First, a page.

Watson was only one, however, of a handful of big-name linebackers that were at the camp. Stephenson's Kelvin Sheppard, who is more physically mature looking than Watson, also did well. None of the 40-yard times were that breathtaking on Friday afternoon, but that was because the recruits were made to run on the Bulldogs' bottom two practice fields, not the track. The track was being utilized for a camp for under privileged children. One of the faster linebackers, Perry Riley (who appeared to run a 4.69), also looked good while in Athens. He's not as big as the other linebackers, but seems to be quite acceptable while competing.
One surprise was Woodstock fullback/linebacker Danny Carmichael. Coaches seemed excited when he ran what appeared to be a 4.62 and 4.82 in his two 40-yard runs. What was so impressive about Carmichael was that he was running that time while weighing nearly 240 pounds. In fact, Carmichael appears more like a fullback than linebacker (even though he worked out a lot with the linebackers), and I think that means he will be on the outside looking in when it comes to an early scholarship offer from Georgia.
The slow surface did not, however, prevent Charlton County's Justin Williams from running a legit 4.4 40. Trust me when I tell you than less than six players were around the 4.4 mark on Friday; the running surface is very difficult to get good speed on. Williams has good speed and good hands. The concern with him, like with many receivers, is if they will have the ability to get off the line of scrimmage in college.
Almost all receivers had a field day running and catching the ball until the cornerbacks came on top of them and smothered them at the line. Getting off the line in college is going to be a real problem for Kris Durham if he does not add weight (which is expected). If you looked at Durham on the street you would think there is no way he would play football. But the Fred Gibson clone is surprisingly quick and without a doubt had the best footwork of the receivers in camp. He was seen talking with Wide Receivers Coach John Eason periodically in camp, and footwork might have been the topic of discussion.
I watched Durham, like the other Georgia commits, a lot both days. Durham is an instruction follower. In L-cone drills he was consistently staying tight on the cones (the way the drill is supposed to be run) and still winning more than his fair share of races. That means, to me, that he's not just a long-stride runner; he seems to be able to move quickly in short spaces even though his limbs are longer than most.
Cameron Smith was getting a lot of attention from Georgia coaches as well. Smith plays running back, and was getting plenty of love from Mike Bobo while he was there… I would be surprised if Tony Wilson ended up not going to Georgia…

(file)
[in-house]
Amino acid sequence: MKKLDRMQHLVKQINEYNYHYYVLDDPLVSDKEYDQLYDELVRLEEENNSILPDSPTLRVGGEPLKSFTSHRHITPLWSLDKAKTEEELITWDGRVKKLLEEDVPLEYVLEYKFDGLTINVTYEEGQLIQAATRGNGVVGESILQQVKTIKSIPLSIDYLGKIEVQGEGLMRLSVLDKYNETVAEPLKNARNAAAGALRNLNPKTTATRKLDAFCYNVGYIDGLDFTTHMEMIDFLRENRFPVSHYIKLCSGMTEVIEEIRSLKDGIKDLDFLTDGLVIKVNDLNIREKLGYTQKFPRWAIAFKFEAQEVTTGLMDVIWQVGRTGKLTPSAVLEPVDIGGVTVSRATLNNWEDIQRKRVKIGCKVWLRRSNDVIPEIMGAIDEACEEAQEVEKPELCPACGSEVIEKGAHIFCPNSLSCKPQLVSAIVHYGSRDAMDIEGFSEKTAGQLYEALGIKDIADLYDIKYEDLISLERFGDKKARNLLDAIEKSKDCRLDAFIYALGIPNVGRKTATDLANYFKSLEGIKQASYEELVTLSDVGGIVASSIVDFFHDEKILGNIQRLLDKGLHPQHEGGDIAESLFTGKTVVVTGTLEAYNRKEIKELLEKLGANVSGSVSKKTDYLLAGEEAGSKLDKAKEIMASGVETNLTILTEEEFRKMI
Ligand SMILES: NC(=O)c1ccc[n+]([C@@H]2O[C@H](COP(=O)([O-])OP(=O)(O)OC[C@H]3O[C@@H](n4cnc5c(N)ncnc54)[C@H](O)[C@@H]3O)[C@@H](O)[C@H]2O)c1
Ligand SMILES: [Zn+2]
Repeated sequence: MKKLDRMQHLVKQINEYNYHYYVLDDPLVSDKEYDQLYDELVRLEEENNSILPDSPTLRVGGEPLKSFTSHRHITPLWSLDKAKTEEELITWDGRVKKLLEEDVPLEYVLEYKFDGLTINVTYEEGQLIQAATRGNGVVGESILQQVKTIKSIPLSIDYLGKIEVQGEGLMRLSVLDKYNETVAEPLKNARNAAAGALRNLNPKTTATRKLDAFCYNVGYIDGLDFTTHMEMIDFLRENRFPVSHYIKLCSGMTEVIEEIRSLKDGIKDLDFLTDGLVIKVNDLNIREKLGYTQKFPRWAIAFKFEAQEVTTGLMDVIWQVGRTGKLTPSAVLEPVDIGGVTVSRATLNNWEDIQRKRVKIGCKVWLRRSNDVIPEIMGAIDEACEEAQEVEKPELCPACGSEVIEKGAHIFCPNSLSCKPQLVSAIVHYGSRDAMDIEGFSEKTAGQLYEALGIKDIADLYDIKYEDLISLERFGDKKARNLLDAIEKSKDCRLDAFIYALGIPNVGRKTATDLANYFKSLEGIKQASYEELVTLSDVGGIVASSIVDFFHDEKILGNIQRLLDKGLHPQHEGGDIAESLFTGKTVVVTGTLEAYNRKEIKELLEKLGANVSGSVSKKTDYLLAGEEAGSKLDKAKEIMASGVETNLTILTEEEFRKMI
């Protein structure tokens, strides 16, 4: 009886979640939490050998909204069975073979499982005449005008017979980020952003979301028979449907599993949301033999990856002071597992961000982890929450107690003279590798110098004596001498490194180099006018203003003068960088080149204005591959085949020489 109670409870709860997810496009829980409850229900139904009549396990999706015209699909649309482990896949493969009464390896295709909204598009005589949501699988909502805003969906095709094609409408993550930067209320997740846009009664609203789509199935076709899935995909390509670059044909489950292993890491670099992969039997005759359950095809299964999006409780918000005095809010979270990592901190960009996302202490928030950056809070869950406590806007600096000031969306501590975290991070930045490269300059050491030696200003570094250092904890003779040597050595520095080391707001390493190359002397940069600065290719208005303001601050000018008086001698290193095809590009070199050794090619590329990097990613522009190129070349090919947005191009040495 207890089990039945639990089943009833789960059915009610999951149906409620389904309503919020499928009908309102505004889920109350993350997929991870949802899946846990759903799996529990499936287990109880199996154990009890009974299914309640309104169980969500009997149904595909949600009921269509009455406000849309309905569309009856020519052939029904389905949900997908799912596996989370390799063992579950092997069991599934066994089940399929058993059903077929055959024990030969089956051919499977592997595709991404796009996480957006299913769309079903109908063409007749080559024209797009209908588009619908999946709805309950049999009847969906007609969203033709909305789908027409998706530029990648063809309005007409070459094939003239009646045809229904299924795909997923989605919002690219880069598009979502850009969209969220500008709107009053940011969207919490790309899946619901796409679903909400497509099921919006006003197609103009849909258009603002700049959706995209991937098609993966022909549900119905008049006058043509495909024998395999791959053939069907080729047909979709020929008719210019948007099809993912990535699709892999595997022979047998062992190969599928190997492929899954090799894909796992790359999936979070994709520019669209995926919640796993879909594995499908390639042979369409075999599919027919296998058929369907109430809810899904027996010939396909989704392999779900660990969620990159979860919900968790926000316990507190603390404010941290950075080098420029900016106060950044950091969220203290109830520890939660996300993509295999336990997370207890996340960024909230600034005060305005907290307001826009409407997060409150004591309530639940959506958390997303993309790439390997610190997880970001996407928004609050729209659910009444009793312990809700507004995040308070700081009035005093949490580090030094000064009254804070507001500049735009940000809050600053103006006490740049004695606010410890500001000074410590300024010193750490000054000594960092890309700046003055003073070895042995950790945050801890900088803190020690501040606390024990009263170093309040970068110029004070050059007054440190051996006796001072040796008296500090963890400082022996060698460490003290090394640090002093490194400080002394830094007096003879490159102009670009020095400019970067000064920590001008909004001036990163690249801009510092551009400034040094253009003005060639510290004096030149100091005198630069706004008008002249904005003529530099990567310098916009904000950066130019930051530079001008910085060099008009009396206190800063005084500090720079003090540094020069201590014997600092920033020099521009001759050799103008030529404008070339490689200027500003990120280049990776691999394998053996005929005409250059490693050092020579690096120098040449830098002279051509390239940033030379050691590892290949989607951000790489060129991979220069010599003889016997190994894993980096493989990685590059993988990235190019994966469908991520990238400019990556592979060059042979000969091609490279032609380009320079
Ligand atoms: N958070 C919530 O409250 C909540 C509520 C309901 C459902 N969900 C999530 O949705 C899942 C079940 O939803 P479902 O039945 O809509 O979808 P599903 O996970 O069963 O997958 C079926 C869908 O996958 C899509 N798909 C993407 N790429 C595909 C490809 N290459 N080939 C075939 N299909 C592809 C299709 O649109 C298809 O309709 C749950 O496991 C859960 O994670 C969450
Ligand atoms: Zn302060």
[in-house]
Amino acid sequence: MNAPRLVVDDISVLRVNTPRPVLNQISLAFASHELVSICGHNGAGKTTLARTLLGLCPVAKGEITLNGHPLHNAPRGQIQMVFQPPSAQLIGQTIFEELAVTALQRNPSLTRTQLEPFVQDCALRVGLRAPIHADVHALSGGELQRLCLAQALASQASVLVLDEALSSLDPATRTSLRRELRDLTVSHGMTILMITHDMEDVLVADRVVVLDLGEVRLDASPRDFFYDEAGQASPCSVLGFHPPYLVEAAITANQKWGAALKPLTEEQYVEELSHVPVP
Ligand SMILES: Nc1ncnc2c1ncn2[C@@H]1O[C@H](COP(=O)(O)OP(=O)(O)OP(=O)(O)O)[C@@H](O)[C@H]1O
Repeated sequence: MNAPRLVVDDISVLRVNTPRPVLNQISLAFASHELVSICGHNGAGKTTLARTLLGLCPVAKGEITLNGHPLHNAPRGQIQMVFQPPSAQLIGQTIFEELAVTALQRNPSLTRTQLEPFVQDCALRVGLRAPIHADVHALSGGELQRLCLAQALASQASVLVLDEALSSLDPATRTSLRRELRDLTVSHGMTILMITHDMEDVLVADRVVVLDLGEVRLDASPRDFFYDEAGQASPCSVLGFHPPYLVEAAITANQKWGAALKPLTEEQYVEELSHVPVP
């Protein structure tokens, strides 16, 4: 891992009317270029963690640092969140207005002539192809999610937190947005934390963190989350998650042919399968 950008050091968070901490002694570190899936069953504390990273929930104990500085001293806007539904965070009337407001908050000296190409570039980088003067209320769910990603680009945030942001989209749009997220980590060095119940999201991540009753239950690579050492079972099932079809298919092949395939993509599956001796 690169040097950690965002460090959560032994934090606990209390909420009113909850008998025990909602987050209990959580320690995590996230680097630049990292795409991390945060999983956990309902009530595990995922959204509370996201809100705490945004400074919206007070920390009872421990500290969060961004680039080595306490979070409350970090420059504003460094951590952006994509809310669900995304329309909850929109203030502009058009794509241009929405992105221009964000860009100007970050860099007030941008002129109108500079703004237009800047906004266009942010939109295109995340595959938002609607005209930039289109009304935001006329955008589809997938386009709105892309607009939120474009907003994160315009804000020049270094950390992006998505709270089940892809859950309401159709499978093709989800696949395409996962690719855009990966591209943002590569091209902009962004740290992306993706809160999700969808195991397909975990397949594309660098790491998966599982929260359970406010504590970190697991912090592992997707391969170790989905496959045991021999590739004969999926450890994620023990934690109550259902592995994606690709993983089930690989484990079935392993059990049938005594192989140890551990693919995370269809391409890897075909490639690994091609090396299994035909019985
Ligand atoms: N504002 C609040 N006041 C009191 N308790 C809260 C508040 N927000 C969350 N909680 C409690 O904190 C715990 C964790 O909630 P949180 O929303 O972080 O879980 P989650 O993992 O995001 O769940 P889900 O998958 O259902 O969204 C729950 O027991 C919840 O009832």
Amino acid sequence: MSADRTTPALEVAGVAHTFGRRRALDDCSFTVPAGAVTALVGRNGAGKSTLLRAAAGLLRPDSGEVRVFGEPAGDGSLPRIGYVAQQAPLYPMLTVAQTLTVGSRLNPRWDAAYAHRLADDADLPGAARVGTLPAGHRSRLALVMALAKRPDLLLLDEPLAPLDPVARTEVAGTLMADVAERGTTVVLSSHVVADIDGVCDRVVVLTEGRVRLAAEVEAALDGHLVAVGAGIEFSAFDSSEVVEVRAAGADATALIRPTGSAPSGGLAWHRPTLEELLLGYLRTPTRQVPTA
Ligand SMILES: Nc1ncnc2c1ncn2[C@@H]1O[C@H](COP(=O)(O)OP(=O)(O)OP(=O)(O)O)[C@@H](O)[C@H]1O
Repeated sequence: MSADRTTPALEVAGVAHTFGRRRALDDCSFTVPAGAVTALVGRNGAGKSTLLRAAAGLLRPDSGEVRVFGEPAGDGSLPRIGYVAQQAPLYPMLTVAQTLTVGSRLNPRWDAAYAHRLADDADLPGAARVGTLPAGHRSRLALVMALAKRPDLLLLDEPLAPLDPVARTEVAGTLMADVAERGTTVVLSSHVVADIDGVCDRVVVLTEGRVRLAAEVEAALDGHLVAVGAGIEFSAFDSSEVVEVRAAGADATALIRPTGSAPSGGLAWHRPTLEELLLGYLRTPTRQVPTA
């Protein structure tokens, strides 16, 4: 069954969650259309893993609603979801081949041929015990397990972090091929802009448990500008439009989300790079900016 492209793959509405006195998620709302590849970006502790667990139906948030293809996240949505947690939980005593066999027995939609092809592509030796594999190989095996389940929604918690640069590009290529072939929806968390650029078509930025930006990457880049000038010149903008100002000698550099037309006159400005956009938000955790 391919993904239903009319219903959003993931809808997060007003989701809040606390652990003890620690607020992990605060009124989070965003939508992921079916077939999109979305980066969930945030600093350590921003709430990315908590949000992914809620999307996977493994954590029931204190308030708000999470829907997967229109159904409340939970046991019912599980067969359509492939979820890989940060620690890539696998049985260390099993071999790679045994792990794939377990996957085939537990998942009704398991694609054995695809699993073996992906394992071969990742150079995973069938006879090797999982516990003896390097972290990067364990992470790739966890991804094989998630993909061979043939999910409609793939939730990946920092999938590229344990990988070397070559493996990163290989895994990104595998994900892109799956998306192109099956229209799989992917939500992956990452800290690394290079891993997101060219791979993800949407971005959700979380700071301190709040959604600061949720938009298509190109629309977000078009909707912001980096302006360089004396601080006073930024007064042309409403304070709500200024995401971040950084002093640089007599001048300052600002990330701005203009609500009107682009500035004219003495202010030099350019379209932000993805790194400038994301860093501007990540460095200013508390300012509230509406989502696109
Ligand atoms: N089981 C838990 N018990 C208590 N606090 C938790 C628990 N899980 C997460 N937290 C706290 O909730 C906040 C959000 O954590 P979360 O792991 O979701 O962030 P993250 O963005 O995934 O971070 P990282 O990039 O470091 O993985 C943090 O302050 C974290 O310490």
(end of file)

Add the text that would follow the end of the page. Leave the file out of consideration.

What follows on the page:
Speaking of Wilson, there was a heavy out-of-state feel to the camp, but one Florida player seemed to draw attention to himself for the wrong reasons. Jamal Harvey, who seems more than talented enough to play at Georgia, would (at times) stay on the ground laid out after he failed to catch difficult balls despite the fact that there was another set of receivers and cornerbacks using the same field… Florida athletes got a lot of attention from Georgia's coaches and Bulldog players from the Sunshine State including Charles Deas and his teammate Bobby McGee who were both specifically introduced to Florida Dawgs… Georgia coaches, particularly Willie Martinez would scold players who appeared to be loafing between stations. "You're not jogging and you are here trying to get a scholarship?" screamed one coach to a group of players going from the L-cone drills to another station.
Several high school coaches and players were impressed to see Head Coach Mark Richt stick around for nearly all of the camp. "You certainly don't see that everywhere," said one coach…. Georgia's incoming freshman class may be small, but they all seem to be on the same page. I can't recall one incoming freshman that was missing from the camp – even newcomer Kade Weston was walking about socializing with players.
The head honcho in the social department is former "The" Stephenson (as he likes to call it) star, Demario Minter. Minter was very active on the sideline with the high school cornerbacks – cheering them on in that position's never-ending struggle to defeat wide receivers. Minter was particularly supportive of any Stephenson player… Greg Blue, Kelin Johnson, Danny Ware, Marquis Elmore, Russ Tanner, Tim Jennings, Thomas Brown and others all made at least a small visit to the camp.